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RDS@UF: Serial or Monograph?

Resource Description Services department procedures and policies

Serial or Monograph?

Updated by Hank Young, January 2019

Serial or Monograph? Points to Ponder

Note: If you want to look at this issue in more depth, please consult the CONSER Cataloging Manual (CCM), Module 2, What is a serial? for further information. The CCM is available on Cataloger's Desktop. (Choose the folder labeled CONSER Documentation.) 

We follow the definition of serial that is found in RDA:

A continuing resource issued in a succession of discrete parts, usually bearing numbering, that has no predetermined conclusion.

Successive, discrete parts: When we get many parts of a continuing resource at the same time, it is easier to see them. When we get only one piece at a time, we have to look for clues.

Numbering is the most important clue. Numbering may be a volume, or a number. For annual or less-frequent serials, years are often used. 

Not everything with successive enumeration is a serial! Many government documents have a date of issuance; that doesn't automatically make them serials. Look for further internal evidence that a document has no predetermined conclusion.  **Note: With the change to RDA, some items with a predetermined conclusion, such as annual or quarterly reports of a 5-year plan, or a grant-funded project which is assumed to end when the grant runs out, are now considered to be serials.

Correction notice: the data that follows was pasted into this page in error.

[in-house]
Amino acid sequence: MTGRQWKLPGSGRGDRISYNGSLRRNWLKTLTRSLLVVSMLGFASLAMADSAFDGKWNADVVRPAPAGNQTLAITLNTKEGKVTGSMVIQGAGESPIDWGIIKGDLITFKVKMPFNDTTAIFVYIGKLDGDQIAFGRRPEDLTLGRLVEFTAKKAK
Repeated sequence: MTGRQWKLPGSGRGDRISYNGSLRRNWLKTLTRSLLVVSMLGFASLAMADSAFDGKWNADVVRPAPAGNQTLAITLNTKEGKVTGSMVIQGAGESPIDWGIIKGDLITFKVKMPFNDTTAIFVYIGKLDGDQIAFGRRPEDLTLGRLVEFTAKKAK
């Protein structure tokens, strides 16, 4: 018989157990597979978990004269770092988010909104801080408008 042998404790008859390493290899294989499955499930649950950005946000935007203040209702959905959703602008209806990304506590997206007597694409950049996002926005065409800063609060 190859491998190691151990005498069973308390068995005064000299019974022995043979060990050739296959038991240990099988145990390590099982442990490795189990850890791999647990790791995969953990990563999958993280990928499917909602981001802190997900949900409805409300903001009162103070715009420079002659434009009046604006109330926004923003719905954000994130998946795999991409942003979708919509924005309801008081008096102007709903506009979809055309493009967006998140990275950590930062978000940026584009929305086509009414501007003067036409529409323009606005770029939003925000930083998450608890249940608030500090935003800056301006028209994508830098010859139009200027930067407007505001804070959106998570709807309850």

NOTE: Consult RDA 1.1.3 and CCM 2.1.3: Other resources treated as serials

Publications of limited duration

  1. Reprints of serials
  2. Resources that lack numbering
    1. When the publisher fails to supply numbering on the first issue, but later begins to supply numbering, the cataloger may give the first issue a form of numbering following the subsequent numbering.
    2. When the publication date or date of coverage is not present and a chronological designation is appropriate to identify the issue.
    3. When a chronological date is not appropriate, [No. 1-] may be given.

How we buy a serial doesn't affect how we catalog it. The quality of the copy and the type of publication define whether an item is a serial, not its budget code. 


How to search a serial

Be sure you omit the numbering when you search; if you have the item 2002 Handbook of Mental Health for Librarians, you would search it as:

scan ti:Handbook of mental health for librarians


scan ti:2002 Handbook of Mental Health for Librarians.

Many annuals and analytics have both an ISBN and an ISSN; search the ISSN, not the ISBN!

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